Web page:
By Rebecca Morelle
Science reporter, BBC News
Scientists believe they could be a step closer to solving the mystery of how the first birds took to the air.
A study published in the journal Nature suggests that the key to understanding the evolution of bird flight is the angle at which a bird flaps its wings.
The US team found that birds move their wings at the same narrow angle, whether they run, fly or glide.
They conclude that early birds may have begun to fly by simply learning to flutter their wings at the right angle.
The research was carried out by Ken Dial, Brandon Jackson and Paolo Segre, who are all based at the Flight Laboratory at the University of Montana.
Professor Dial said: "There has been a fair amount of interest in the origin of birds and bird flight for at least a century-and-a-half, but I think sadly it has been approached from an awkward beginning."
Scientists investigating this area tend to fall into two camps, he said. Those who believe that birds learned to fly from the "top down" - by falling out of trees and gliding, and those who think that birds took to the air from the "ground up" - by running and flapping their wings, possibly to escape predators.
However, both of these scenarios suggest that birds would first need to establish a wide range of wing movement in order to become airborne.
In 2003, Professor Dial and his colleagues published a paper that revealed birds utilise their wings when running up steep inclines.
Wings may have evolved to help birds move over obstacles
He explained: "This was an important find - birds exhibit a behaviour we really didn't appreciate before.
"Birds don't just use their wings when they fly or just their legs to run on the flat; in fact, they recruit both wings and legs for them to scale steep inclines, whether it be a boulder, a tree or a cliff."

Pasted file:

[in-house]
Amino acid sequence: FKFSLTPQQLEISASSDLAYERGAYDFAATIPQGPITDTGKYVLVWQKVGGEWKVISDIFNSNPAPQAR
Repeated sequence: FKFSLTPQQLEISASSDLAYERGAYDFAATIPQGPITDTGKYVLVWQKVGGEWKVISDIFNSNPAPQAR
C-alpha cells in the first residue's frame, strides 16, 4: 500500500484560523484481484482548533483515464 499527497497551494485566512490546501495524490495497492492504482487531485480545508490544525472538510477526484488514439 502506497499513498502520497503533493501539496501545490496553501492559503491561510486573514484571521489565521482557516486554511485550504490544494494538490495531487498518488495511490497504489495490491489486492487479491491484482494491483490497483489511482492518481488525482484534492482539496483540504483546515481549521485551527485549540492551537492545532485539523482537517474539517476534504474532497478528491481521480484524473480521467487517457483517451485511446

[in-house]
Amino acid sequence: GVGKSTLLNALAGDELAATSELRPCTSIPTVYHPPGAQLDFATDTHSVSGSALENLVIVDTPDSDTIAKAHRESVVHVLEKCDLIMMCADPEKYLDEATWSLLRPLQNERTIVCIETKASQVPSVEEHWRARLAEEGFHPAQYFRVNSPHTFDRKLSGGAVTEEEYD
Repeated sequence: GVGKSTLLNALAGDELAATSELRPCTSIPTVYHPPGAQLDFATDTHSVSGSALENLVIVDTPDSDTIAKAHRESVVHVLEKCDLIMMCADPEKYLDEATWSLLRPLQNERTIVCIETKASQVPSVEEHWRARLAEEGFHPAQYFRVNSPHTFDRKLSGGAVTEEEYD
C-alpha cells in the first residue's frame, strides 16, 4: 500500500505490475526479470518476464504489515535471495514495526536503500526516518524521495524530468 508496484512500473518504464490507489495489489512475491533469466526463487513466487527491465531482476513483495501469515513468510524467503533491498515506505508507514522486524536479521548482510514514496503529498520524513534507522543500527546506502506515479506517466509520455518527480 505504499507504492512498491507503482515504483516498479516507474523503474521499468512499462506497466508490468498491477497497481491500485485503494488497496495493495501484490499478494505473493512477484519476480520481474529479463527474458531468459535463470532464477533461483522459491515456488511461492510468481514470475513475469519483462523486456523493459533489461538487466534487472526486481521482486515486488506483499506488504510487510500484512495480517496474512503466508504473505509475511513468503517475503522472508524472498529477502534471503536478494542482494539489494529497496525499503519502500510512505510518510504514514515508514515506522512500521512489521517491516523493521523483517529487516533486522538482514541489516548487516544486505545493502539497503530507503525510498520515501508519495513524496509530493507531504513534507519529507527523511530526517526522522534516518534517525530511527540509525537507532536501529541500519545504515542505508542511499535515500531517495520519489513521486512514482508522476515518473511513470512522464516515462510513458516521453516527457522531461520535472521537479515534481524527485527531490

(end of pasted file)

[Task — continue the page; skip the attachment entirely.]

His new research, he said, uncovered the second half of the story.
Using high-speed video, Professor Dial studied the wing movements of small quail-like birds, called chukars, as the birds ran up steep inclines, glided back down, and flew.
He told the BBC: "To my amazement, the data kept coming in showing they were not changing [their wing angle] at all."
"This is one of those moments when you slap you forehead and say: 'We've been thinking that the wing-stroke is highly specific for different movements but it turns out that Mother Nature just needs a single wing stroke to accommodate all these behaviours."
The team found the same narrow angle range when they then studied a wide range of different bird species.
The team also looked at the wing movements of fledgling birds as they learned to fly.
Although hatchlings have small stunted wings and are unable to take to the air, the team found that when they ran up steep inclines, they flapped their wings at the same angle as older birds to help speed them up the ramp.
They held them at the same angle in order to glide back down from the incline.
The researchers believe that the baby birds' early wings are similar to the partially formed proto-wings found on some dinosaurs.
Professor Dial said that dinosaurs may have evolved wings to help propel them over rocks and other obstacles that littered their terrain.
As their wings grew larger and strong enough to support their body weight, flapping them at the right angle would have enabled them to take to the air, the team concluded.
Professor Dial said: "That simple wing stroke seems to be elementary to bird evolution and bird ecology to get through the fledgling stage."